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4 Things We Learned About Implementing Agile Marketing

There’s no doubt agile marketing is a hot topic in marketing circles, and it’s easy to see why. In a world that’s moving faster, agile marketing helps build nimbleness and adaptability into marketing teams so they can do things faster, control risk and take into account available data to make better decisions, and ultimately build better value for customers.



But as with lots of marketing buzzwords, there’s a big gap between using the jargon and putting it into practice. So we asked two agile marketing experts — consultant Dana Teahan from dividebyzero and Koala founder and agile marketing practitioner Dany Milham — to join Simple to share their practical insights on how marketers can become agile marketers.

Here are 4 tips to help you get started:


1. Prepare the ground for agile marketing

It’s one thing for the CEO or CMO to decide the marketing team needs to ‘be agile’ — but there are some prerequisites that need to be in place before you start.

At a minimum, you need to:

  • Identify the best agile marketing framework for your organisation and your marketing team,

  • Know ‘why’ you’re going agile — or what you hope to improve by going agile,

  • Decide how to measure it so you can demonstrate that improvement.

There are 4 key agile marketing frameworks from which you can choose:

  • LEAN: A philosophy unto itself, Lean is based on 3 key principles: a focus on the customer and what they need from your product; a focus on providing value to the customer; and addressing wastage to create ‘flow’ in your processes and systems.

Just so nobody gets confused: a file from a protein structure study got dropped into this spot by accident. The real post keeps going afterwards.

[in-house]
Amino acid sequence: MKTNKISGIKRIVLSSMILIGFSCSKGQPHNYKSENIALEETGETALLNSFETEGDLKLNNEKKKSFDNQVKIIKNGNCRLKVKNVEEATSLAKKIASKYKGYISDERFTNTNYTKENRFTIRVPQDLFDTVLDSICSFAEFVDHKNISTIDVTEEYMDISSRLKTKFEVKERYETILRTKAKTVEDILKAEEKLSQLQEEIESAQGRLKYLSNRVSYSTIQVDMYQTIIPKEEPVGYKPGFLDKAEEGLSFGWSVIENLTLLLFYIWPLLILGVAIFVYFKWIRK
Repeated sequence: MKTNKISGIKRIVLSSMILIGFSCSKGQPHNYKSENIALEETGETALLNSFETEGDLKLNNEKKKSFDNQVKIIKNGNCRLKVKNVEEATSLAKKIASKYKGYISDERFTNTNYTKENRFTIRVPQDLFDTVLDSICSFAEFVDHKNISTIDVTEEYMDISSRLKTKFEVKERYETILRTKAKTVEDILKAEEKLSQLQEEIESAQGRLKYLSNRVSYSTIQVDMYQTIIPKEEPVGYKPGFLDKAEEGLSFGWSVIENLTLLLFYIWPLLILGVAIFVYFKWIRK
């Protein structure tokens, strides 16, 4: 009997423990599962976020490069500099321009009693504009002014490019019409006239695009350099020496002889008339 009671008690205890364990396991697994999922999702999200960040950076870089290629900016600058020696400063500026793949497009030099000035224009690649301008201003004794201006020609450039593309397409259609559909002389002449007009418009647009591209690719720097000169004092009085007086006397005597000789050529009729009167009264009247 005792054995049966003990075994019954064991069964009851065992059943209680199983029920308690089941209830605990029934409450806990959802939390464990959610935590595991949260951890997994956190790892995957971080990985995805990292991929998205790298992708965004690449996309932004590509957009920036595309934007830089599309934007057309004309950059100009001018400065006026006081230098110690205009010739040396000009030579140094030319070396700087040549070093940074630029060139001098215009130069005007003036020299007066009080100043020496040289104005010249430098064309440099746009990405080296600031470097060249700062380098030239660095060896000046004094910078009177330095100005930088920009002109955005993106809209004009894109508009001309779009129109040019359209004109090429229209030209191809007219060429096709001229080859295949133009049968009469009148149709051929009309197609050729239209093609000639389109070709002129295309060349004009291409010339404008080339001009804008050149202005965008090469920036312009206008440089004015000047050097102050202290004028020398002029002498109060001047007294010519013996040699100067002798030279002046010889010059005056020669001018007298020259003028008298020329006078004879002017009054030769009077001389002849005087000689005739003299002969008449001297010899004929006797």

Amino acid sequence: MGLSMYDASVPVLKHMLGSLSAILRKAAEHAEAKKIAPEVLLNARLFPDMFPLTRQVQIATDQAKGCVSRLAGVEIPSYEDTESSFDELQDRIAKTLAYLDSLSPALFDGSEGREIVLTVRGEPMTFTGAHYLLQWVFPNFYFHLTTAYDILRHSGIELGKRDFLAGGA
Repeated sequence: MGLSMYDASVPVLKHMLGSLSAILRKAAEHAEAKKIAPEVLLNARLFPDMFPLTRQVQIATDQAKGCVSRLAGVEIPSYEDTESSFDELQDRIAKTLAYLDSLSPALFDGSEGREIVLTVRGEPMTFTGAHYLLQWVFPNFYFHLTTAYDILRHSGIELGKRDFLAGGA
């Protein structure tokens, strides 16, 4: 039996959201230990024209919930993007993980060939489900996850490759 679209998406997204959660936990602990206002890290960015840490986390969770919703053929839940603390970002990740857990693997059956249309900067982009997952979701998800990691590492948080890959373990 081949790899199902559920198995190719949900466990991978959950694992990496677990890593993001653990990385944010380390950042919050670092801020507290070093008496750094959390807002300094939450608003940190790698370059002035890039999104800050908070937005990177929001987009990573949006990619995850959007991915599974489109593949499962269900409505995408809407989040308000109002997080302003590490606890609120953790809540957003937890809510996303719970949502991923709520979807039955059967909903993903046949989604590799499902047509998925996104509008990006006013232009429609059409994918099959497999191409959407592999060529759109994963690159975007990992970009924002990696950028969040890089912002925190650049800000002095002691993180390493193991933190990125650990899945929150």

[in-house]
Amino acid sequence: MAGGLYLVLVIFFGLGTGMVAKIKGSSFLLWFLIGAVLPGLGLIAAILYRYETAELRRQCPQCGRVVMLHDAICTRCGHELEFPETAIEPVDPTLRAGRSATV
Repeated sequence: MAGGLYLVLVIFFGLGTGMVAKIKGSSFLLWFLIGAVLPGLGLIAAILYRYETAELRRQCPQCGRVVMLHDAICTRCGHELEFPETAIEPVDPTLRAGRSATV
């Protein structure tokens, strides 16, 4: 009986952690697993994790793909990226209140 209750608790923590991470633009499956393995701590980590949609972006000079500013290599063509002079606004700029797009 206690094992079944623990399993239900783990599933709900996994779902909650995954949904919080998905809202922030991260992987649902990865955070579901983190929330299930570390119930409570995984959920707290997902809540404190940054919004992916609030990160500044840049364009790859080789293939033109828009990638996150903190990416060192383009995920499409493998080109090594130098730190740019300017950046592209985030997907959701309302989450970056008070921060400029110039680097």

• SCRUM: Scrum is designed to reengineer your organisation into self-sufficient teams that work in short cycles with a focus on value, measurement and continual improvement.

  • KANBAN: In Kanban, work and the progress of that work to completion is represented visually (via a Kanban board). A core tenet is to limit work-in-progress to create ‘flow’ so teams are not spread too thin.

  • SCRUMBAN: A combination of Scrum and Kanban.

Once you’ve selected a framework, according to Dana, who has helped a number of enterprise marketing teams to go agile, you should adapt the elements within it to suit the rhythm of your organisation but avoid mixing and matching the different frameworks.

“It depends on the organisation as to what which agile marketing framework will work best,” he says.

If your team is full of deeply-skilled specialists it may not lend itself to Scrum, according to Dany, as the Scrum framework relies on cross-functional teams in which team members pick up the slack if another member gets busy, and flexibility is important for getting the team’s work done.

Download your free e-book: Agile Marketing FAQs for CEOs and CMOs

2. Get executive buy-in

While the benefits of achieving greater agility in marketing may sound great, agile marketing really requires executive leadership to work.